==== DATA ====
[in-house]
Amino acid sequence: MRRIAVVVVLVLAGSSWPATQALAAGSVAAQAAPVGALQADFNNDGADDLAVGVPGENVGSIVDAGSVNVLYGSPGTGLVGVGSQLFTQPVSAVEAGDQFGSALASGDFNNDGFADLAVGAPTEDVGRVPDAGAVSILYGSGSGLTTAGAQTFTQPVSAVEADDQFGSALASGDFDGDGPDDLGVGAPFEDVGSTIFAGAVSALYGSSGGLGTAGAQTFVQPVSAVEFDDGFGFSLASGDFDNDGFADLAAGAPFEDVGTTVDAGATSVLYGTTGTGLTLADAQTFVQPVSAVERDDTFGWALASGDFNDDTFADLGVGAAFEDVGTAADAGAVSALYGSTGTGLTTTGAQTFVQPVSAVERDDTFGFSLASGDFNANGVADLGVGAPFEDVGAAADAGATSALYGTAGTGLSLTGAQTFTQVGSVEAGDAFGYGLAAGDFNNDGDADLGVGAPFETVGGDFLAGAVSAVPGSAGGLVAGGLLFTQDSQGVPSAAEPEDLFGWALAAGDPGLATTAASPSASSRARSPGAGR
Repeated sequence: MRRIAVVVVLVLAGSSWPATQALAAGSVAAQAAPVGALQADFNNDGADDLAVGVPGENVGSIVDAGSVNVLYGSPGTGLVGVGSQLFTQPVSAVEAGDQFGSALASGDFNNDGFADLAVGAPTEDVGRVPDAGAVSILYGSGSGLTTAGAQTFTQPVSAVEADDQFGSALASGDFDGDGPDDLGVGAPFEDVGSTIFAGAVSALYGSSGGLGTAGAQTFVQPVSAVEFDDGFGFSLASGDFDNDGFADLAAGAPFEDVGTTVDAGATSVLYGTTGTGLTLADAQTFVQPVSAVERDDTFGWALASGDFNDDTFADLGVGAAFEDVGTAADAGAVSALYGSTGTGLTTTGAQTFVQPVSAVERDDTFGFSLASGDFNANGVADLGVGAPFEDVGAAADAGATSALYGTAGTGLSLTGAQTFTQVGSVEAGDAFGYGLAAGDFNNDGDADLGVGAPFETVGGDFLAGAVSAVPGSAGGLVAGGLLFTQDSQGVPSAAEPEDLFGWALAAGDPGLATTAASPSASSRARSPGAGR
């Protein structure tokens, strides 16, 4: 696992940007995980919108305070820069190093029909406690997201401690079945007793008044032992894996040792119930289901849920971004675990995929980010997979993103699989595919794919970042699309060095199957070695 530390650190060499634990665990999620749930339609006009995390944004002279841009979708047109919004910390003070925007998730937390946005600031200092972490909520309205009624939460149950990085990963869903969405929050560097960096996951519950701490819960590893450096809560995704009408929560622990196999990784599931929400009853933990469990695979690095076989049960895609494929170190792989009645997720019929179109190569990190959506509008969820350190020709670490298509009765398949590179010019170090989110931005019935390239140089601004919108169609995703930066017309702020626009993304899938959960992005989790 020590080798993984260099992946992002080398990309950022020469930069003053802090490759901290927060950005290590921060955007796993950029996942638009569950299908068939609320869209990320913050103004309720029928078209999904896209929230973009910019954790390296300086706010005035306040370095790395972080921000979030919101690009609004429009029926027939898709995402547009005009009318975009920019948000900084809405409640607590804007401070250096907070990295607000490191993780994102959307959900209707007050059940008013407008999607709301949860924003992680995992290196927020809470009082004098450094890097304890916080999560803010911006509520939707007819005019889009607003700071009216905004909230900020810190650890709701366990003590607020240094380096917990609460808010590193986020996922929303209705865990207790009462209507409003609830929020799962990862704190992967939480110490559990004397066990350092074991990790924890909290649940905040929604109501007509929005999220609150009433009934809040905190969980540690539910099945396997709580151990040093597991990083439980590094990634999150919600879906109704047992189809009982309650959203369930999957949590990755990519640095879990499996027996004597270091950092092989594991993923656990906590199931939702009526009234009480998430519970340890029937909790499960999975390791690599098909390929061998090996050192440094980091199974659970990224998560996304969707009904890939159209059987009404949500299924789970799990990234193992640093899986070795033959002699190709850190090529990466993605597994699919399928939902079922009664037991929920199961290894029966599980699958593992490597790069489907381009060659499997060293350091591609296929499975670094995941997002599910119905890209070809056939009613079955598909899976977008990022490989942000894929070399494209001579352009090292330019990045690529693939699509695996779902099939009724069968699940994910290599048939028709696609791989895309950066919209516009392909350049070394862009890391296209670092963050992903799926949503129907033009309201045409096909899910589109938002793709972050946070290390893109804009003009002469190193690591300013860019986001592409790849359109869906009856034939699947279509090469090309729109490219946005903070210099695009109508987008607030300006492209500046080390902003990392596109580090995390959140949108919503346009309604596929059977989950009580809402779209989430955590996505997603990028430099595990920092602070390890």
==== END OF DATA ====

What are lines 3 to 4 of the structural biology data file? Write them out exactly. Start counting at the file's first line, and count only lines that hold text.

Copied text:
Repeated sequence: MRRIAVVVVLVLAGSSWPATQALAAGSVAAQAAPVGALQADFNNDGADDLAVGVPGENVGSIVDAGSVNVLYGSPGTGLVGVGSQLFTQPVSAVEAGDQFGSALASGDFNNDGFADLAVGAPTEDVGRVPDAGAVSILYGSGSGLTTAGAQTFTQPVSAVEADDQFGSALASGDFDGDGPDDLGVGAPFEDVGSTIFAGAVSALYGSSGGLGTAGAQTFVQPVSAVEFDDGFGFSLASGDFDNDGFADLAAGAPFEDVGTTVDAGATSVLYGTTGTGLTLADAQTFVQPVSAVERDDTFGWALASGDFNDDTFADLGVGAAFEDVGTAADAGAVSALYGSTGTGLTTTGAQTFVQPVSAVERDDTFGFSLASGDFNANGVADLGVGAPFEDVGAAADAGATSALYGTAGTGLSLTGAQTFTQVGSVEAGDAFGYGLAAGDFNNDGDADLGVGAPFETVGGDFLAGAVSAVPGSAGGLVAGGLLFTQDSQGVPSAAEPEDLFGWALAAGDPGLATTAASPSASSRARSPGAGR
């Protein structure tokens, strides 16, 4: 696992940007995980919108305070820069190093029909406690997201401690079945007793008044032992894996040792119930289901849920971004675990995929980010997979993103699989595919794919970042699309060095199957070695 530390650190060499634990665990999620749930339609006009995390944004002279841009979708047109919004910390003070925007998730937390946005600031200092972490909520309205009624939460149950990085990963869903969405929050560097960096996951519950701490819960590893450096809560995704009408929560622990196999990784599931929400009853933990469990695979690095076989049960895609494929170190792989009645997720019929179109190569990190959506509008969820350190020709670490298509009765398949590179010019170090989110931005019935390239140089601004919108169609995703930066017309702020626009993304899938959960992005989790 020590080798993984260099992946992002080398990309950022020469930069003053802090490759901290927060950005290590921060955007796993950029996942638009569950299908068939609320869209990320913050103004309720029928078209999904896209929230973009910019954790390296300086706010005035306040370095790395972080921000979030919101690009609004429009029926027939898709995402547009005009009318975009920019948000900084809405409640607590804007401070250096907070990295607000490191993780994102959307959900209707007050059940008013407008999607709301949860924003992680995992290196927020809470009082004098450094890097304890916080999560803010911006509520939707007819005019889009607003700071009216905004909230900020810190650890709701366990003590607020240094380096917990609460808010590193986020996922929303209705865990207790009462209507409003609830929020799962990862704190992967939480110490559990004397066990350092074991990790924890909290649940905040929604109501007509929005999220609150009433009934809040905190969980540690539910099945396997709580151990040093597991990083439980590094990634999150919600879906109704047992189809009982309650959203369930999957949590990755990519640095879990499996027996004597270091950092092989594991993923656990906590199931939702009526009234009480998430519970340890029937909790499960999975390791690599098909390929061998090996050192440094980091199974659970990224998560996304969707009904890939159209059987009404949500299924789970799990990234193992640093899986070795033959002699190709850190090529990466993605597994699919399928939902079922009664037991929920199961290894029966599980699958593992490597790069489907381009060659499997060293350091591609296929499975670094995941997002599910119905890209070809056939009613079955598909899976977008990022490989942000894929070399494209001579352009090292330019990045690529693939699509695996779902099939009724069968699940994910290599048939028709696609791989895309950066919209516009392909350049070394862009890391296209670092963050992903799926949503129907033009309201045409096909899910589109938002793709972050946070290390893109804009003009002469190193690591300013860019986001592409790849359109869906009856034939699947279509090469090309729109490219946005903070210099695009109508987008607030300006492209500046080390902003990392596109580090995390959140949108919503346009309604596929059977989950009580809402779209989430955590996505997603990028430099595990920092602070390890």